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About sleep

Sleep is a natural state of rest that our bodies and brains need every night.


Sleep is important because it helps us in many ways:


  • Rest and recovery: Sleep allows our body and mind to rest and heal from the day's activities. 

  • Memory and learning: While we sleep, our brain helps us remember and learn new things. 

  • Clear thinking: Sleep helps us think clearly and solve problems better. 

  • Feeling good: When we get enough sleep, we feel happier and less grumpy. 

  • Staying healthy: Sleep keeps our body healthy and lowers the chances of getting sick or overweight. 

  • Growing up: Sleep is especially important for children as it helps them grow and develop properly. 

How common are sleep problems?

Problems getting enough sleep are very common among Australians.


Many of us struggle to get enough, regular sleep. For example: 

  • 30% of people report that they have trouble falling asleep. 

  • 40% of people feel they wake a lot during the night, and most of these people say they struggle to fall back to sleep.  

  • Only 50% of of us feel like we get enough sleep each night. 

What are some common sleep problems?

There are also a range of sleep disorders that can affect people of all ages and backgrounds.


Some examples of common sleep problems are:  

  • Insomnia: Insomnia involves difficulty falling asleep, staying asleep, or experiencing non-restorative sleep. It is one of the most common sleep disorders, affecting around 10-30% of adults. 

  • Sleep Apnoea: Sleep apnoea is characterized by pauses in breathing during sleep, often due to blocked airways. It is estimated to affect approximately 3-7% of adults, with older adults and people who are overweight being at greater risk.  

  • Restless Legs Syndrome (RLS): RLS is a condition where individuals feel an irresistible urge to move their legs, usually accompanied by uncomfortable sensations. It is estimated to affect around 5-10% of the population, with higher rates in older adults. 

  • Circadian Rhythm Disorders: Circadian rhythm disorders involve disruptions in the body's internal sleep-wake cycle, leading to difficulties with sleep timing. These disorders can affect people who work night shifts or experience jet lag after traveling across time zones. 

What are the impacts of Sleep Problems? 

Poor sleep and sleep disorders can have a significant impact on people’s overall health and wellbeing, including: 

  • Daytime sleepiness and fatigue: Sleep disorders can result in daytime sleepiness and fatigue. This can reduce alertness and decrease productivity in daily activities, work, and school. 

  • Mental health difficulties: Sleep disorders are closely linked to mental health conditions such as depression and anxiety. Disrupted sleep patterns can also worsen existing mental health problems.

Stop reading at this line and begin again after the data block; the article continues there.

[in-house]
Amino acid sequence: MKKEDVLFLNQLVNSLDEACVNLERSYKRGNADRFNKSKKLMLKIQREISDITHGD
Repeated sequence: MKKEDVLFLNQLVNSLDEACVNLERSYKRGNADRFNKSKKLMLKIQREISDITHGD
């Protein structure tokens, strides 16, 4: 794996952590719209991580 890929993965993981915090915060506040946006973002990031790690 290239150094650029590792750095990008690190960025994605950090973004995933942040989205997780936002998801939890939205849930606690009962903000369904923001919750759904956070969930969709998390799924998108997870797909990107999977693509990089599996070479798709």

• Cognitive functioning: Sleep problems can also affect processes such as attention, concentration, memory, problem-solving, and decision-making abilities.  

  • Physical Health: Sleep problems can also influence many aspects of our physical health, including our cardiovascular health, metabolic health, and immune functioning.  

What are the treatments for sleep disorders?

The good news is that many sleep disorders are treatable. The treatments for sleep disorders depend on the specific sleep issue and its underlying causes. But, here are some common approaches: 

  • Lifestyle and behavioral modifications: Making changes to sleep habits and daily routines can often improve sleep. This may include practicing good sleep hygiene (establishing a regular sleep schedule, creating a comfortable sleep environment, avoiding stimulating activities before bed), maintaining a healthy diet and exercise routine, reducing or avoiding caffeine and alcohol, and managing stress levels. 

  • Cognitive Behavioral Therapy for Insomnia (CBT-I): CBT-I is an effective therapy for treating insomnia. It focuses on identifying and changing negative thought patterns and behaviors that contribute to sleep difficulties.  

  • Light Therapy: Light therapy involves exposure to specific wavelengths of light to regulate the body's internal sleep-wake cycle. It can be beneficial for individuals with circadian rhythm disorders or seasonal affective disorder (SAD). 

  • Medications: In some cases, doctors may prescribe sleep medications to help manage sleep problems. These medications should be used under medical supervision and as a short-term solution. Common sleep medications include sedatives, hypnotics, and medications for specific sleep disorders like sleep apnea or restless legs syndrome. 

  • For people who struggle with sleep apnoea, there are a variety of treatment options. This includes Continuous Positive Airway Pressure (CPAP) Therapy, which involves wearing a mask that delivers a constant flow of air pressure to keep the airways open during sleep. Oral appliances can also be used for sleep apnoea or snoring, which help to keep the airway open.  

It's important to consult with a healthcare professional or sleep specialist for an accurate diagnosis and appropriate treatment recommendation. They can assess specific sleep problems, determine the underlying causes, and develop a personalized treatment plan tailored to your needs.  

For further information about treatment options and assistance, you can: 

  1. Talk to your General Practitioner and seek a referral to a specialist sleep clinic.T

  2. The Sleep Course at the eCentreClinic is designed to help people who mostly struggle with insomnia symptoms (e.g., trouble falling asleep or trouble with waking during the night). You can find out more here.  

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